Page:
Version Matrix

mainargs

MainArgs is a small, dependency-free library for command line argument parsing.

Usage

ivy"com.lihaoyi::mainargs:0.1.4"

Parsing Main Method Parameters

You can parse command line arguments and use them to call a main method via ParserForMethods(...):

package testhello
import mainargs.{main, arg, ParserForMethods, Flag}

object Main{
  @main
  def run(@arg(short = 'f', doc = "String to print repeatedly")
          foo: String,
          @arg(name = "my-num", doc = "How many times to print string")
          myNum: Int = 2,
          @arg(doc = "Example flag, can be passed without any value to become true")
          bool: Flag) = {
    println(foo * myNum + " " + bool.value)
  }
  def main(args: Array[String]): Unit = ParserForMethods(this).runOrExit(args)
}
$ ./mill example.hello -f hello
hellohello false

$ ./mill example.hello -f hello --my-num 3
hellohellohello false

$ ./mill example.hello -f hello --my-num 3 --bool
hellohellohello true

$ ./mill example.hello --wrong-flag
Missing argument: --foo <str>
Unknown argument: "--wrong-flag"
Expected Signature: run
  -f --foo <str>  String to print repeatedly
  --my-num <int>  How many times to print string
  --bool          Example flag

Setting default values for the method arguments makes them optional, with the default value being used if an explicit value was not passed in from the command-line arguments list.

After calling ParserForMethods(...) on the object containing your @main methods, you can call the following methods to perform the argument parsing and dispatch:

runOrExit

Runs the given main method if argument parsing succeeds, otherwise prints out the help text to standard error and calls System.exit(1) to exit the proess

runOrThrow

Runs the given main method if argument parsing succeeds, otherwise throws an exception with the help text

runEither

Runs the given main method if argument parsing succeeds, returning Right(v: Any) containing the return value of the main method if it succeeds, or Left(s: String) containing the error message if it fails.

runRaw

Runs the given main method if argument parsing succeeds, returning mainargs.Result.Success(v: Any) containing the return value of the main method if it succeeds, or mainargs.Result.Error if it fails. This gives you the greatest flexibility to handle the error cases with custom logic, e.g. if you do not like the default CLI error reporting and would like to write your own.

Multiple Main Methods

Programs with multiple entrypoints are supported by annotating multiple defs with @main. Each entrypoint can have their own set of arguments:

package testhello2
import mainargs.{main, arg, ParserForMethods, Flag}

object Main{
  @main
  def foo(@arg(short = 'f', doc = "String to print repeatedly")
          foo: String,
          @arg(name = "my-num", doc = "How many times to print string")
          myNum: Int = 2,
          @arg(doc = "Example flag")
          bool: Flag) = {
    println(foo * myNum + " " + bool.value)
  }
  @main
  def bar(i: Int,
          @arg(doc = "Pass in a custom `s` to override it")
          s: String  = "lols") = {
    println(s * i)
  }
  def main(args: Array[String]): Unit = ParserForMethods(this).runOrExit(args)
}
$ ./mill example.hello2
Need to specify a sub command: foo, bar

$ ./mill example.hello2 foo -f hello
hellohello false

$ ./mill example.hello2 bar -i 10
lolslolslolslolslolslolslolslolslolslols

Parsing Case Class Parameters

If you want to construct a configuration object instead of directly calling a method, you can do so via ParserForClass[T] and `constructOrExit:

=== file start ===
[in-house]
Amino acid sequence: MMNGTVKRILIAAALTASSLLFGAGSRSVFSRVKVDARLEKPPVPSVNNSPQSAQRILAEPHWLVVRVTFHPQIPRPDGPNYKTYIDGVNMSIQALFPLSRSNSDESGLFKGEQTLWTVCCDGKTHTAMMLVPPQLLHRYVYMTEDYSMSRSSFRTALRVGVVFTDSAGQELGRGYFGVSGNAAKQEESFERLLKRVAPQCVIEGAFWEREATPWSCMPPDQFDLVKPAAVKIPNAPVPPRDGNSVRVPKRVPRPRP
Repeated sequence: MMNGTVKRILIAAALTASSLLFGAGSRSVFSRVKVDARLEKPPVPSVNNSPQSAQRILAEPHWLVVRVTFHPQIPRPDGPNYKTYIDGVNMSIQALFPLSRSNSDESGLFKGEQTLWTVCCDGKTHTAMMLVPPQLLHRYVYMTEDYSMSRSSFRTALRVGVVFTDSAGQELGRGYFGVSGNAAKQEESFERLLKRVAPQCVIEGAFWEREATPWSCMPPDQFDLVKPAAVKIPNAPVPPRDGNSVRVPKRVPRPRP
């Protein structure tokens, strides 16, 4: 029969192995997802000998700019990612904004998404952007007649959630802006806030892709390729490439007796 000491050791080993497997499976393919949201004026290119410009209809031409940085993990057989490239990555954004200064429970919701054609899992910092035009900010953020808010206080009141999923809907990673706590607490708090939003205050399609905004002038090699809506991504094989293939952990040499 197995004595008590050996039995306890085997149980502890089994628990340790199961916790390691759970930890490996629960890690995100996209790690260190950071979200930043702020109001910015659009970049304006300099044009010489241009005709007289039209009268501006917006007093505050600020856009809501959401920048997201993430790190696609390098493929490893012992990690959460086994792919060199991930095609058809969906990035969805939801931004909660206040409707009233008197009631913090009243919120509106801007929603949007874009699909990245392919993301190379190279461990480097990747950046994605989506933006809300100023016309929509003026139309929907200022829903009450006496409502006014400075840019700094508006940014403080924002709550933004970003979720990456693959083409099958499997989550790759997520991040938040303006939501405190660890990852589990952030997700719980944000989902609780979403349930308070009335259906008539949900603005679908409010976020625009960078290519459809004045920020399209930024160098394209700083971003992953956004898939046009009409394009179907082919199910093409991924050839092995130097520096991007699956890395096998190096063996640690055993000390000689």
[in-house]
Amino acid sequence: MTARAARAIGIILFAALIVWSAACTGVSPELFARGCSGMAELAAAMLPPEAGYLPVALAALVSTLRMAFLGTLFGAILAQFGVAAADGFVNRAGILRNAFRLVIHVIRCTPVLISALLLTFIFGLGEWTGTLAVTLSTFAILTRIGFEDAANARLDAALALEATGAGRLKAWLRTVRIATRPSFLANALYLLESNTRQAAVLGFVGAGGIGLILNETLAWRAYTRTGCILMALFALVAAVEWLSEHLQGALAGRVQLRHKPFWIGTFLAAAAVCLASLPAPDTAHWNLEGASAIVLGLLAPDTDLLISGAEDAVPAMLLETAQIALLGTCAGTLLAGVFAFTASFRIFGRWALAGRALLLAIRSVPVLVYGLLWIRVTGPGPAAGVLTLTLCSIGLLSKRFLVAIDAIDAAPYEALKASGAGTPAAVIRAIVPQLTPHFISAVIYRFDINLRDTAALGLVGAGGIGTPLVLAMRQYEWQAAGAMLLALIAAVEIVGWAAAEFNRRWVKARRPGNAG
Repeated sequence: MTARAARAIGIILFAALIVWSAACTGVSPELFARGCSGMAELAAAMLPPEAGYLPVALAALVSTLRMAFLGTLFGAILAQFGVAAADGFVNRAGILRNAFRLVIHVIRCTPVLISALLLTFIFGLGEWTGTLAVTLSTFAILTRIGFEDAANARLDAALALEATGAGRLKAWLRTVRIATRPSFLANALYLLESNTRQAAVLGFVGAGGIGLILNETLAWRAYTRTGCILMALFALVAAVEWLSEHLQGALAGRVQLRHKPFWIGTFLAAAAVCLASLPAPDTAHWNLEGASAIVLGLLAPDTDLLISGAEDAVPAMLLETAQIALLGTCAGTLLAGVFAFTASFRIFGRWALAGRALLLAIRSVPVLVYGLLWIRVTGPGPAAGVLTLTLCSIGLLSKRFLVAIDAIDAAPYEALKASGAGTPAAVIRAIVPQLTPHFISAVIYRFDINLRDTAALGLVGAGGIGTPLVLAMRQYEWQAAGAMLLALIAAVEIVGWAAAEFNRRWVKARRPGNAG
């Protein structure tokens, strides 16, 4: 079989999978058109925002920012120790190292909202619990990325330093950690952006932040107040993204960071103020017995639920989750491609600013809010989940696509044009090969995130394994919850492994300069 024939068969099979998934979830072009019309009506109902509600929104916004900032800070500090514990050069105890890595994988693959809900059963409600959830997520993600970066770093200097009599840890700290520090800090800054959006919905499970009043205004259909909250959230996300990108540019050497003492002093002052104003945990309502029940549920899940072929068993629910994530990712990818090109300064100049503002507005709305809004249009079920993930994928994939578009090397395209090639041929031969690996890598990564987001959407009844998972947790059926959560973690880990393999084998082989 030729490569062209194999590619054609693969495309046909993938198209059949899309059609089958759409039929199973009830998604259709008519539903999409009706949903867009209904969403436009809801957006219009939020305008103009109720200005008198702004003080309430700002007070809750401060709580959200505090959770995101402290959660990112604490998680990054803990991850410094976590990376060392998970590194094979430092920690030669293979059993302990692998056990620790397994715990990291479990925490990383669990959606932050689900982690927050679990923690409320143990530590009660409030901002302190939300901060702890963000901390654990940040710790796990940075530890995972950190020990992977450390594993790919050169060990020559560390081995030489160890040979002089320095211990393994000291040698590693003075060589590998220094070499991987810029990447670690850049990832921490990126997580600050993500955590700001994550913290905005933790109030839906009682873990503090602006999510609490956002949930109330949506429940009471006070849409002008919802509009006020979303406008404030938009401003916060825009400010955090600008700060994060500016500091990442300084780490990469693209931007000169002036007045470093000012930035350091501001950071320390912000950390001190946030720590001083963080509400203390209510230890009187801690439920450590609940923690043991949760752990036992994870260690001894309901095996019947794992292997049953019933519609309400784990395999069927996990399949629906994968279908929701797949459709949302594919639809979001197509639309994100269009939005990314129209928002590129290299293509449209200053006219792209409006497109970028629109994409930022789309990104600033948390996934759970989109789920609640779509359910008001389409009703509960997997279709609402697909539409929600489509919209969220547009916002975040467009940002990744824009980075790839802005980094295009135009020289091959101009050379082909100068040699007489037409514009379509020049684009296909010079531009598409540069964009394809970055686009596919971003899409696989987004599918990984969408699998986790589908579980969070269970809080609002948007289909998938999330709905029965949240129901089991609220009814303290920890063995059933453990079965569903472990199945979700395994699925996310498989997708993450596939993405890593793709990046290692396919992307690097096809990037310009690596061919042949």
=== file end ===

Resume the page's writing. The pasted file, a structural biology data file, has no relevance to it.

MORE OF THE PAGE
package testclass
import mainargs.{main, arg, ParserForClass, Flag}

object Main{
  @main
  case class Config(@arg(short = 'f', doc = "String to print repeatedly")
                    foo: String,
                    @arg(name = "my-num", doc = "How many times to print string")
                    myNum: Int = 2,
                    @arg(doc = "Example flag")
                    bool: Flag)
  def main(args: Array[String]): Unit = {
    val config = ParserForClass[Config].constructOrExit(args)
    println(config)
  }
}
$ ./mill example.caseclass --foo "hello"
Config(hello,2,Flag(false))

$ ./mill example.caseclass
Missing argument: --foo <str>
Expected Signature: apply
  -f --foo <str>  String to print repeatedly
  --my-num <int>  How many times to print string
  --bool          Example flag

ParserForClass[T] also provides corresponding constructOrThrow, constructEither, or constructRaw methods for you to handle the error cases in whichever style you prefer.

Re-using Argument Sets

You can share arguments between different @main methods by defining them in a @main case class configuration object with an implicit ParserForClass[T] defined:

package testclassarg
import mainargs.{main, arg, ParserForMethods, ParserForClass, Flag}

object Main{
  @main
  case class Config(@arg(short = 'f', doc = "String to print repeatedly")
                    foo: String,
                    @arg(name = "my-num", doc = "How many times to print string")
                    myNum: Int = 2,
                    @arg(doc = "Example flag")
                    bool: Flag)
  implicit def configParser = ParserForClass[Config]

  @main
  def bar(config: Config,
          @arg(name = "extra-message")
          extraMessage: String) = {
    println(config.foo * config.myNum + " " + config.bool.value + " " + extraMessage)
  }
  @main
  def qux(config: Config,
          n: Int) = {
    println((config.foo * config.myNum + " " + config.bool.value + "\n") * n)
  }

  def main(args: Array[String]): Unit = ParserForMethods(this).runOrExit(args)
}
$ ./mill example.classarg bar --foo cow --extra-message "hello world"
cowcow false hello world

$ ./mill example.classarg qux --foo cow --n 5
cowcow false
cowcow false
cowcow false
cowcow false
cowcow false

This allows you to re-use common command-line parsing configuration without needing to duplicate it in every @main method in which it is needed. A @main def can make use of multiple @main case classes, and @main case classes can be nested arbitrarily deeply.

Option or Sequence parameters

@main method parameters can be Option[T] or Seq[T] types, representing optional parameters without defaults or repeatable parameters

package testoptseq
import mainargs.{main, arg, ParserForMethods}

object Main{
  @main
  def runOpt(opt: Option[Int]) = println(opt)

  @main
  def runSeq(seq: Seq[Int]) = println(seq)